LF: For me what is long and what is short is determined by the narrative that presents itself. I never whittle down. It’s kind of like opening a folded map—it could have fifteen panels or just three. I love the compression of a moment or even a life. George Saunders’ “Sticks” is a great example of both of these things.
The other thing I believe (or hope) is that a piece of flash should land. An ending line generally sets the story down just so. In my experience if you haven’t gotten there in a much shorter piece you have more to go.
I have readers/writers (thank God) that I will pass a draft to, and some will say, “Yes, great, this is enough.” And some will say, “I want more.” It then becomes a choice in the revision process. I ask: have I pulled all the threads through? Also wanting more is a compliment to the form. Flash fiction isn’t the full meal, it’s the amuse-bouche—at best it should linger and maybe breed a question, but never make you entirely full. I was lucky enough to hear Amy Hempel say: find a small way into a big idea. I see the ending of flash similar to the entry into it.
EM: Crazy, I was just watching a reading of Jesus’ Son and a panelist mentioned this quote (Amy was supposed to be there)—I wrote it down. I often feel overwhelmed by the “big idea.” Do you ever have to force yourself to open the folded map, as you say, slowly?
I love that others are quoting her wisdom. I think the “big idea” is, more often than not, a question the writer is poking at, or it’s the concept you see in your mind that compels you to get it on the page. Easing into a voice, taking the pulse of a character’s desire is important, and something that is not to be rushed. Sometimes you slow down to know where you are going. I’ve heard other flash writers say some pieces come out whole (those are gifts) and for some pieces it’s years of Jenga—getting the sentences placed just right. I’ve experienced both.
EM: Going back to Amy Hempel’s “find a small way into a big thing,” have you ever started small only to find it was going to have to be much bigger? Or vice versa?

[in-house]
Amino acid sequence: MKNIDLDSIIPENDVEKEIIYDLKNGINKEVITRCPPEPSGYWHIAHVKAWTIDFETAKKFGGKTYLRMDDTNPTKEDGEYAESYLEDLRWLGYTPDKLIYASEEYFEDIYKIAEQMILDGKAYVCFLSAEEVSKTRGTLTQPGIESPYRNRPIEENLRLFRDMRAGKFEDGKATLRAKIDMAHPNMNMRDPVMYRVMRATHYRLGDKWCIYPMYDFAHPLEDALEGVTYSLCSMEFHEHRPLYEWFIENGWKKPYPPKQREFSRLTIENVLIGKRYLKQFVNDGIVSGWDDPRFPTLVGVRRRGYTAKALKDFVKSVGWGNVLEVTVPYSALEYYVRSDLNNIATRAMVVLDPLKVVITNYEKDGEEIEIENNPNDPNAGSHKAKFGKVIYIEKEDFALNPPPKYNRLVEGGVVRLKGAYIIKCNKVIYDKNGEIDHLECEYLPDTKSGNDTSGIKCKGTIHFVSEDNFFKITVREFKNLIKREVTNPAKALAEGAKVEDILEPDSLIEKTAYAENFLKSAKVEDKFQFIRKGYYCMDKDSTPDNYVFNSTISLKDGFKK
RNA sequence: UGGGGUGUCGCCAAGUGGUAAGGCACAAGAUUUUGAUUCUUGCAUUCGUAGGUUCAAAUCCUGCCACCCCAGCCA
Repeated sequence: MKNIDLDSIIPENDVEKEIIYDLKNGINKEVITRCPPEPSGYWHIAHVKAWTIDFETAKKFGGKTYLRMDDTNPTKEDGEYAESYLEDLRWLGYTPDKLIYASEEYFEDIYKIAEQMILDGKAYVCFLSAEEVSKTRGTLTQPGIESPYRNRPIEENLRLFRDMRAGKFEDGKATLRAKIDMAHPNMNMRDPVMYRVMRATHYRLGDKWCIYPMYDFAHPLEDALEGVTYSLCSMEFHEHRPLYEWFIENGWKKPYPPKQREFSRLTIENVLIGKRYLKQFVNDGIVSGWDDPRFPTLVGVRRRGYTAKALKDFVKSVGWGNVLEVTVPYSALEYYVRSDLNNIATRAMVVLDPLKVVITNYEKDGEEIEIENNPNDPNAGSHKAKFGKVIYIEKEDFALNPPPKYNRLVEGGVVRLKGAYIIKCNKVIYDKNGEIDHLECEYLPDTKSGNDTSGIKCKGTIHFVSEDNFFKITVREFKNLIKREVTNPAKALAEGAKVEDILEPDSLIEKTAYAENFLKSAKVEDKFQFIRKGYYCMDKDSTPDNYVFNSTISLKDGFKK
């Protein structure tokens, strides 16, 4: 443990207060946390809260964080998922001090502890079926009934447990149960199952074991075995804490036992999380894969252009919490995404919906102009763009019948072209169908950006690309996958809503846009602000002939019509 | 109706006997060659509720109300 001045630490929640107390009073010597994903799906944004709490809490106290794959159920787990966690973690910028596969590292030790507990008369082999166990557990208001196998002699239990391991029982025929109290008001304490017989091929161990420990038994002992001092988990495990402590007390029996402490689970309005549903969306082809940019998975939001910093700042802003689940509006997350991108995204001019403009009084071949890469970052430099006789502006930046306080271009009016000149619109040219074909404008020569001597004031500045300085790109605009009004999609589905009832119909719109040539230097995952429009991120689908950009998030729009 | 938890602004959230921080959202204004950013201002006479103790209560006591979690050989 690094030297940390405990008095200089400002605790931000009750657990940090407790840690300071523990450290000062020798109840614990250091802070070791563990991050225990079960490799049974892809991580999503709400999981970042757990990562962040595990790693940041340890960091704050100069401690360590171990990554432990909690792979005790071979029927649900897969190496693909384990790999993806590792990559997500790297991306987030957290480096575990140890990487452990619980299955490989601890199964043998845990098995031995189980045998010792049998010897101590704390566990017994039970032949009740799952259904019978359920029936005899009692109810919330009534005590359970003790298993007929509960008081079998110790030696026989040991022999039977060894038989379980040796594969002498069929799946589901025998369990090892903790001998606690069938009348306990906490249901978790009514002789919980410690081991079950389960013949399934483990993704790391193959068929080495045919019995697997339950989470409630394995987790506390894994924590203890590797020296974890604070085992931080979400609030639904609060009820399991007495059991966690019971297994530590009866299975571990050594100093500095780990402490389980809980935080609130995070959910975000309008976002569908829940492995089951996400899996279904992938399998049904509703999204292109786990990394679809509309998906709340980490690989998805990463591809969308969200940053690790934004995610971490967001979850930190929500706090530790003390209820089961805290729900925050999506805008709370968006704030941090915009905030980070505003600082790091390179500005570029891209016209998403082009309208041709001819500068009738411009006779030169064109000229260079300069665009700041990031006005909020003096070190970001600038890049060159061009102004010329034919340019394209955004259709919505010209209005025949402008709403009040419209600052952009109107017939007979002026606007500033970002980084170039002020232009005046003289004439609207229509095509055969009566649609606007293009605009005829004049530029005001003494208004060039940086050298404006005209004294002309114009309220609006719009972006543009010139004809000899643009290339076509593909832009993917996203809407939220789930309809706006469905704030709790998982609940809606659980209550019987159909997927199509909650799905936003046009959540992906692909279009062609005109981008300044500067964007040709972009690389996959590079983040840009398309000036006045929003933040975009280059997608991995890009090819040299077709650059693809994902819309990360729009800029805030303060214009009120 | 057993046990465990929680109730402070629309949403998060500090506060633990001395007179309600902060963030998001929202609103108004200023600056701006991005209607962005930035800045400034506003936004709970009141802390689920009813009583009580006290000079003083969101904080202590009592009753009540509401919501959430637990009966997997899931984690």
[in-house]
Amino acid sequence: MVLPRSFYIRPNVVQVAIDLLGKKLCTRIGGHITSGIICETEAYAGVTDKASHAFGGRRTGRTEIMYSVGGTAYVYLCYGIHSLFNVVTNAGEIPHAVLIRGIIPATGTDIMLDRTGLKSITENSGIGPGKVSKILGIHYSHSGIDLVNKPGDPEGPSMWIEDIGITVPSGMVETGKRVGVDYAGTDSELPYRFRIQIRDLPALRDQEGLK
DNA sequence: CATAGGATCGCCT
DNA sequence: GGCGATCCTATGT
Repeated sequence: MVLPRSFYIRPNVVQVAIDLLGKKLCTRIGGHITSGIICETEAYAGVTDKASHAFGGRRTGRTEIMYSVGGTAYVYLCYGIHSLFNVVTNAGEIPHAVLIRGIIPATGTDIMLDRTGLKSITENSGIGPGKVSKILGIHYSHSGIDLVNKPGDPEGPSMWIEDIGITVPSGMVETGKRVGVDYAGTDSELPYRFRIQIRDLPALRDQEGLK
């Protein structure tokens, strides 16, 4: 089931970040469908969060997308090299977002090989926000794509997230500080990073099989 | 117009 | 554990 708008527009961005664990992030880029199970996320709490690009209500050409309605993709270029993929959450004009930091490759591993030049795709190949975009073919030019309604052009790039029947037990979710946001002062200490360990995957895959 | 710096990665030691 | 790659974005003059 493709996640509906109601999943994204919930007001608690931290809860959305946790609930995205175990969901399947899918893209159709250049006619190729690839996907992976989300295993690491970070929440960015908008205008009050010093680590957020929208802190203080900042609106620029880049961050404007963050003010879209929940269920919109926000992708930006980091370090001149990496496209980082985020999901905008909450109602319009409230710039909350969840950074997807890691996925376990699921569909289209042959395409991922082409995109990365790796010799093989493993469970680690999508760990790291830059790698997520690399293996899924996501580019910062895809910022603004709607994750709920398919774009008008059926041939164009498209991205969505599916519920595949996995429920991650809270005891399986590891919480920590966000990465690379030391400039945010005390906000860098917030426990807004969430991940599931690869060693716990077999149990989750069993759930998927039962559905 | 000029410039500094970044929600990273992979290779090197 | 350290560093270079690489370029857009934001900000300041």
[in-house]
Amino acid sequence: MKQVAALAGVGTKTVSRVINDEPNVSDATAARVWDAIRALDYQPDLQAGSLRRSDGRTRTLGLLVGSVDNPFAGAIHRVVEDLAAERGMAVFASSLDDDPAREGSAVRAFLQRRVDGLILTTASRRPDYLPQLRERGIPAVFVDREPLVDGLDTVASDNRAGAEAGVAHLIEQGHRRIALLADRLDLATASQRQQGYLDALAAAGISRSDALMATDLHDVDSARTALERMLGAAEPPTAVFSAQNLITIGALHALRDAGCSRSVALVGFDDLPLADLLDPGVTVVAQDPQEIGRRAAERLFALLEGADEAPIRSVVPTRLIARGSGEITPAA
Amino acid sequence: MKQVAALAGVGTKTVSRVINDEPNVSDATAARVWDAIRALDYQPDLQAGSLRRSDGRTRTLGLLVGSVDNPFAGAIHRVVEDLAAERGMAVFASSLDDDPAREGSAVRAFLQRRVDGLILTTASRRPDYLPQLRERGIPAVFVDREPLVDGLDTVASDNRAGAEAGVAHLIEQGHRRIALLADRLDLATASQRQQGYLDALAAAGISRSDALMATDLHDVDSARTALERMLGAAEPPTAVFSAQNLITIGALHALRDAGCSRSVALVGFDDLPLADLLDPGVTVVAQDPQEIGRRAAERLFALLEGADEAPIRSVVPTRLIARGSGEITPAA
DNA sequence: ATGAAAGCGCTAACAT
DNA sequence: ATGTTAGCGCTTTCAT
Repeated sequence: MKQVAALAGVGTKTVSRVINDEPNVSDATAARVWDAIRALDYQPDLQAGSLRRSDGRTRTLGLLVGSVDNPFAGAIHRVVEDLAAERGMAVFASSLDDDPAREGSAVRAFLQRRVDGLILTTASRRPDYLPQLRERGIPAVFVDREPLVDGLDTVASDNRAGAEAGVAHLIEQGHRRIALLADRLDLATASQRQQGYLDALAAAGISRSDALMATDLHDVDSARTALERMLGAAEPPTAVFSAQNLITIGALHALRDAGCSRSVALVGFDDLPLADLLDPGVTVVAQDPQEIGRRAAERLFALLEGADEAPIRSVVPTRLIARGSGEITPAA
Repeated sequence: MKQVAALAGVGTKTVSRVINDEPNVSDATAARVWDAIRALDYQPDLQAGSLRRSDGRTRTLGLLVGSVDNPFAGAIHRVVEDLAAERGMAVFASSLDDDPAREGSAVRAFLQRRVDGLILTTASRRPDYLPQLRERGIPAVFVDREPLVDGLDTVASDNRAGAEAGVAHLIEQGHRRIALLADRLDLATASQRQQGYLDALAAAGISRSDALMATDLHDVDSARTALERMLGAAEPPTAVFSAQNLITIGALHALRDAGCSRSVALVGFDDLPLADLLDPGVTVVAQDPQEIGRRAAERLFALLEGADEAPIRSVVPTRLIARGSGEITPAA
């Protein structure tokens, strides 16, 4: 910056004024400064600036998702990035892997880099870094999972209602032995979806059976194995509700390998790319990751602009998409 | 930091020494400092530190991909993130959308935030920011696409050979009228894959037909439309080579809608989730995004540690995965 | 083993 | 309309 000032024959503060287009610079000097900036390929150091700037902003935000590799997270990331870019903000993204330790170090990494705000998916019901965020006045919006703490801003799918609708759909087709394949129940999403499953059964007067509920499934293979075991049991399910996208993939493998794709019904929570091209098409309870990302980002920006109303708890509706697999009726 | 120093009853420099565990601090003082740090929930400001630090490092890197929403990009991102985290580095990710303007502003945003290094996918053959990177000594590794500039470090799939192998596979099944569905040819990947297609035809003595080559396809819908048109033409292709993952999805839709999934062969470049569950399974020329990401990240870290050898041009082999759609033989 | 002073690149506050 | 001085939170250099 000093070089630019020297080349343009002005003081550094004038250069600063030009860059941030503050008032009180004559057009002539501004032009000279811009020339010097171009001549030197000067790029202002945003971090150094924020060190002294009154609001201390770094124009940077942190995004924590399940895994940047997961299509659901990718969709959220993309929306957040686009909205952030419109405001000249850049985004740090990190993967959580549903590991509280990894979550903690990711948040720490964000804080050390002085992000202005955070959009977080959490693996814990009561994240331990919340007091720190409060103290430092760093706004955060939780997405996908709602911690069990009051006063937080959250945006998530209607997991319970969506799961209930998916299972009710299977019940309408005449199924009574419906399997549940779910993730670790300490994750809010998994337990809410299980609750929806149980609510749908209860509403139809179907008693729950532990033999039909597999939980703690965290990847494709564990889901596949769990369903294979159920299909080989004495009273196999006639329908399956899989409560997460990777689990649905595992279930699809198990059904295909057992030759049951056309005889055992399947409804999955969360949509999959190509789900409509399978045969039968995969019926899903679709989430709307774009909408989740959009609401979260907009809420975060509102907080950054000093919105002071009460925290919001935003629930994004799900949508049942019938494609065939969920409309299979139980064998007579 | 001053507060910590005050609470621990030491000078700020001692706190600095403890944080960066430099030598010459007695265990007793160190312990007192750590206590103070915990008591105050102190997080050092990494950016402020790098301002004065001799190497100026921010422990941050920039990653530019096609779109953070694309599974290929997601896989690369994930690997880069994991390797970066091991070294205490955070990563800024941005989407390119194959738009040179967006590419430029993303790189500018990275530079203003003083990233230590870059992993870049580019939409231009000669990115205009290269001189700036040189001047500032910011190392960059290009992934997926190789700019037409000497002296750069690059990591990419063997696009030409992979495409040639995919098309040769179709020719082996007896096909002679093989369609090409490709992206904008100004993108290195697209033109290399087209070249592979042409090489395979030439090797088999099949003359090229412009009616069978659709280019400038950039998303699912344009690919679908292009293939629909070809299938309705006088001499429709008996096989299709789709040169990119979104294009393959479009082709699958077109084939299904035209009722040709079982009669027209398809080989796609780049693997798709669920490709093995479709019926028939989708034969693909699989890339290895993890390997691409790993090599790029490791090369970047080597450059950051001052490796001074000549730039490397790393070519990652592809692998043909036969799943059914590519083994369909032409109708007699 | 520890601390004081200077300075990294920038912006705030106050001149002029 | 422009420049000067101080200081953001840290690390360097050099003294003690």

LF: No, not really. Perhaps the less interesting answer is: it’s a feeling, it’s intuitive. I think with flash fiction or short shorts, notably the language is dense, every line weighs heavy and must count. You are tunneling down into something quickly and siphoning the essence of that moment, that life, or that scene, and I can always feel that. It’s distinct from a string of scenes or starting a longer story where you can stretch into a moment, look back or look forward. Where the heat or carrot of the narrative is further off in the distance, and it’s all about the getting there.
EM: What are you drawn to these days, and what have you been reading?
LF: I’ve been drawn to Tom Waits (all albums), Dustin O’Hallaron, Goreki Symphony #3, cheeseburgers coupled with beer, and poetry. Maybe grief points you there. I’ve heard lots of people say poetry has been one way to cope in our current climate. For me it’s been Jack Gilbert, Carl Phillips, Robert Frost, Ellen Bass, Langston Hughes, and Rilke in particular. I just read Deb Olin Unferth’s new great collection and I am savoring 300 Arguments. I also loved and just finished reading Dana Johnson’s Not Quite Dark and Kristen Radtke’s Imagine Only Wanting This. My to-be-read pile is always about to topple over. I’m looking forward to reading Exit West and catching up on collections I’ve missed— Battleborn and Barbara the Slut. I’m also seeking out narratives involving awful/good men making hard choices, because when I am not reading I am finishing my collection of said men.
EM: Tom Waits is a great example of music that puts me in the mood to write, then I wind up just frustrated that I can’t write a line as great as any of his.
LF: Yes, yes! Invitation to the Blues I’m convinced is a perfect short short. “She’s a moving violation from her conk down to her shoes.” Kills me.